McCain's selection of Sarah Palin as his running mate was also disconcerting, Powell said, "and raised some question in my mind as to the judgment that Senator McCain made."

"Now that we have had a chance to watch her for some seven weeks, I don't believe she's ready to be president of the United States, which is the job of the vice president," Powell said.

Powell also said he was disturbed by the McCain campaign's increasingly negative attacks. He singled out the campaign's emphasis on Obama's ties to William Ayers, a University of Illinois professor who founded the radical group the Weather Underground during the Vietnam War.

"Mr. McCain says that he's a washed-out terrorist. Well, then, why do we keep talking about him? And why do we have these robocalls going on around the country trying to suggest that, because of this very, very limited relationship that Senator Obama has had with Mr. Ayers, somehow, Mr. Obama is tainted," Powell said. "What they're trying to connect him to is some kind of terrorist feelings. And I think that's inappropriate."

Powell also said he was upset by what he described as a Republican effort to conduct a whispering campaign against Obama.

"It is permitted to be said such things as, 'Well, you know that Mr. Obama is a Muslim.' Well, the correct answer is, 'He is not a Muslim, he's a Christian. He's always been a Christian'," Powell said. "But the really right answer is, 'What if he is? Is there something wrong with being a Muslim in this country?' The answer's 'No.'"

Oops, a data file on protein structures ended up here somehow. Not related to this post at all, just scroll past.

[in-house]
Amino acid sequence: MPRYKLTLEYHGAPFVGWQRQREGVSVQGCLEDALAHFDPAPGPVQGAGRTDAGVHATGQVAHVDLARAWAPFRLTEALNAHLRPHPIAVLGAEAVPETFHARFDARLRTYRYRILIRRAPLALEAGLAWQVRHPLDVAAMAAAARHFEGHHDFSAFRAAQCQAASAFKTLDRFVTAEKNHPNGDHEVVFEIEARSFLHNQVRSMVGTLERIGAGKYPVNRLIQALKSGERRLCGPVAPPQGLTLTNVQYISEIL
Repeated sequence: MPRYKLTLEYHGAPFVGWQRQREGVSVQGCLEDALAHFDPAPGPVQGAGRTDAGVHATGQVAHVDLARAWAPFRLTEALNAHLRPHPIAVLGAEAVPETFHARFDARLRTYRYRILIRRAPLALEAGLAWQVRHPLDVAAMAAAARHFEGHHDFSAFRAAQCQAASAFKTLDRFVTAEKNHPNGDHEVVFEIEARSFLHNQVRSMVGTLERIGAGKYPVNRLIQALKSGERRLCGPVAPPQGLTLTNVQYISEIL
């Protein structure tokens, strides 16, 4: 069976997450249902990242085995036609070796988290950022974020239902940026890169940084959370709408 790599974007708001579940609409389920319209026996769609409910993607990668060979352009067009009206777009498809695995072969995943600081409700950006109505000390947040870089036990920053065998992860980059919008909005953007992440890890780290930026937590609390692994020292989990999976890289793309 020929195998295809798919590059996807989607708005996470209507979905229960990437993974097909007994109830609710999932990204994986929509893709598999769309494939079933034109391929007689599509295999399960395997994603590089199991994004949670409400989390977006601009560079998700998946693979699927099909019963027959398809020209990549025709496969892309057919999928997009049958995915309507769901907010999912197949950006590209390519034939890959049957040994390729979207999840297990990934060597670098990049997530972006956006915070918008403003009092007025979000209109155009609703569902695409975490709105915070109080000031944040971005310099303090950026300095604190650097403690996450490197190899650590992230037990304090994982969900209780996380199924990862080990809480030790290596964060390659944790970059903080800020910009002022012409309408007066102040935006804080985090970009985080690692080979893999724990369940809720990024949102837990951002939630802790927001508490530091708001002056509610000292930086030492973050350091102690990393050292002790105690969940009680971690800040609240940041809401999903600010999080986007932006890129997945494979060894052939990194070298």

In contrast, Powell said Obama had "displayed a steadiness, an intellectual curiosity, a depth of knowledge and an approach to looking at problems" that "would serve us well."

While Palin was unqualified, Obama's vice presidential pick, Joe Biden, "is ready to be president on Day One."


"It isn't easy for me to disappoint Senator McCain in the way that I have this morning and I regret that," Powell said. "But I strongly believe that at this point in America's history we need a president that will not just continue — even with a new face and with some changes and with some maverick aspects — will not just continue basically the policies that we have been following in recent years.

"I think we need a transformational figure, I think that we need a president who is a generational change, and that's why I'm supporting Barack Obama," Powell said.

(Talev reported from Fayetteville, Douglas from Columbus and Toledo. Nancy A. Youssef in Washington contributed to this report.)